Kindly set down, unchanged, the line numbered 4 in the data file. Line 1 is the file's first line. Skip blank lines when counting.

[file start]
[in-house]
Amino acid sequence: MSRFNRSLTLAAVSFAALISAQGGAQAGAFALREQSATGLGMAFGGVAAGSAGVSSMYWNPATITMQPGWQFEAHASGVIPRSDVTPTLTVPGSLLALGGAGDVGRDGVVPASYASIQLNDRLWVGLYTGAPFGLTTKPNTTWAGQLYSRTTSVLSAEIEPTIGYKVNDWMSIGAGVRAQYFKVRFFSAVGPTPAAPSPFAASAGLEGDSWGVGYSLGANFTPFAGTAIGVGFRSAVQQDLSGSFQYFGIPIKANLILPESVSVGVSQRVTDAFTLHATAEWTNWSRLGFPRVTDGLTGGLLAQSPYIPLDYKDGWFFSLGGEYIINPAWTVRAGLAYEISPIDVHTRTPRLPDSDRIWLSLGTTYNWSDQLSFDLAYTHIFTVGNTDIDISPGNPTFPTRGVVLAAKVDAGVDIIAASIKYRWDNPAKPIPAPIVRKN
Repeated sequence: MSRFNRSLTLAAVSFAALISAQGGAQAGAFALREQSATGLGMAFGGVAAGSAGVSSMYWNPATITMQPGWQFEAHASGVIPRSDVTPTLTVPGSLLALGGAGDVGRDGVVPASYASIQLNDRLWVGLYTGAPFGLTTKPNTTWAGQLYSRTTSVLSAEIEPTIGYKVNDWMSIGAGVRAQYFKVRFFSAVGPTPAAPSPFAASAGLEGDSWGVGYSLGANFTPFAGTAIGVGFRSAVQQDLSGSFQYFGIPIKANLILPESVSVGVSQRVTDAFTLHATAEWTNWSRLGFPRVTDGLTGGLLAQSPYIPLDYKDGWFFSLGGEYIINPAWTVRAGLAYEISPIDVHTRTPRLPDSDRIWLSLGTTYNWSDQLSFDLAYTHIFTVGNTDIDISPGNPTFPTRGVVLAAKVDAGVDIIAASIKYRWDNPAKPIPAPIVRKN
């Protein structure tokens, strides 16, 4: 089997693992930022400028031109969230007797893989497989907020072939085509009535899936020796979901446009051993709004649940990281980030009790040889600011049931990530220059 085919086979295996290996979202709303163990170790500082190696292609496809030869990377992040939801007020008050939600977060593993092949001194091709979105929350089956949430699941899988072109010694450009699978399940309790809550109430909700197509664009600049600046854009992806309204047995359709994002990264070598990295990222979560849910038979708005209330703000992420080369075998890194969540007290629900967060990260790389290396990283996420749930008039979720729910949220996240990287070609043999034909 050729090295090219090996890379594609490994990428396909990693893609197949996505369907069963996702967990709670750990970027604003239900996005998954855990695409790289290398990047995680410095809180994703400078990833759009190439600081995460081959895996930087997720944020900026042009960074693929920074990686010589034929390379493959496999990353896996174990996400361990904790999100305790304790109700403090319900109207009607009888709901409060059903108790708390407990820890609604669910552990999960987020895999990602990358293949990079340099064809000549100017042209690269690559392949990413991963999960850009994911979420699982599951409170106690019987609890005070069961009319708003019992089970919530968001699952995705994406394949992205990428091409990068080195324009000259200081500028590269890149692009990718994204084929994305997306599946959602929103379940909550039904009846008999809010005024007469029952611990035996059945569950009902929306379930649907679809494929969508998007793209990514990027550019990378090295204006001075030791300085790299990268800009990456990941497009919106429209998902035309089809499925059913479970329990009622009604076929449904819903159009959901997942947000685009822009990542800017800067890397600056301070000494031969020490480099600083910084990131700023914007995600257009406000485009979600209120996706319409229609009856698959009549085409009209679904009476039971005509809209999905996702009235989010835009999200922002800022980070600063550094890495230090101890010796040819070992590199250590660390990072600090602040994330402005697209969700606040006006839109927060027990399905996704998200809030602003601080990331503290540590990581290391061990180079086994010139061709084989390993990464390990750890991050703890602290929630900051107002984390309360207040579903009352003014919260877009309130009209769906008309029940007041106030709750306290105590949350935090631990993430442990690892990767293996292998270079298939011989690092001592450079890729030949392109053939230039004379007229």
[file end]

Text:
């Protein structure tokens, strides 16, 4: 089997693992930022400028031109969230007797893989497989907020072939085509009535899936020796979901446009051993709004649940990281980030009790040889600011049931990530220059 085919086979295996290996979202709303163990170790500082190696292609496809030869990377992040939801007020008050939600977060593993092949001194091709979105929350089956949430699941899988072109010694450009699978399940309790809550109430909700197509664009600049600046854009992806309204047995359709994002990264070598990295990222979560849910038979708005209330703000992420080369075998890194969540007290629900967060990260790389290396990283996420749930008039979720729910949220996240990287070609043999034909 050729090295090219090996890379594609490994990428396909990693893609197949996505369907069963996702967990709670750990970027604003239900996005998954855990695409790289290398990047995680410095809180994703400078990833759009190439600081995460081959895996930087997720944020900026042009960074693929920074990686010589034929390379493959496999990353896996174990996400361990904790999100305790304790109700403090319900109207009607009888709901409060059903108790708390407990820890609604669910552990999960987020895999990602990358293949990079340099064809000549100017042209690269690559392949990413991963999960850009994911979420699982599951409170106690019987609890005070069961009319708003019992089970919530968001699952995705994406394949992205990428091409990068080195324009000259200081500028590269890149692009990718994204084929994305997306599946959602929103379940909550039904009846008999809010005024007469029952611990035996059945569950009902929306379930649907679809494929969508998007793209990514990027550019990378090295204006001075030791300085790299990268800009990456990941497009919106429209998902035309089809499925059913479970329990009622009604076929449904819903159009959901997942947000685009822009990542800017800067890397600056301070000494031969020490480099600083910084990131700023914007995600257009406000485009979600209120996706319409229609009856698959009549085409009209679904009476039971005509809209999905996702009235989010835009999200922002800022980070600063550094890495230090101890010796040819070992590199250590660390990072600090602040994330402005697209969700606040006006839109927060027990399905996704998200809030602003601080990331503290540590990581290391061990180079086994010139061709084989390993990464390990750890991050703890602290929630900051107002984390309360207040579903009352003014919260877009309130009209769906008309029940007041106030709750306290105590949350935090631990993430442990690892990767293996292998270079298939011989690092001592450079890729030949392109053939230039004379007229």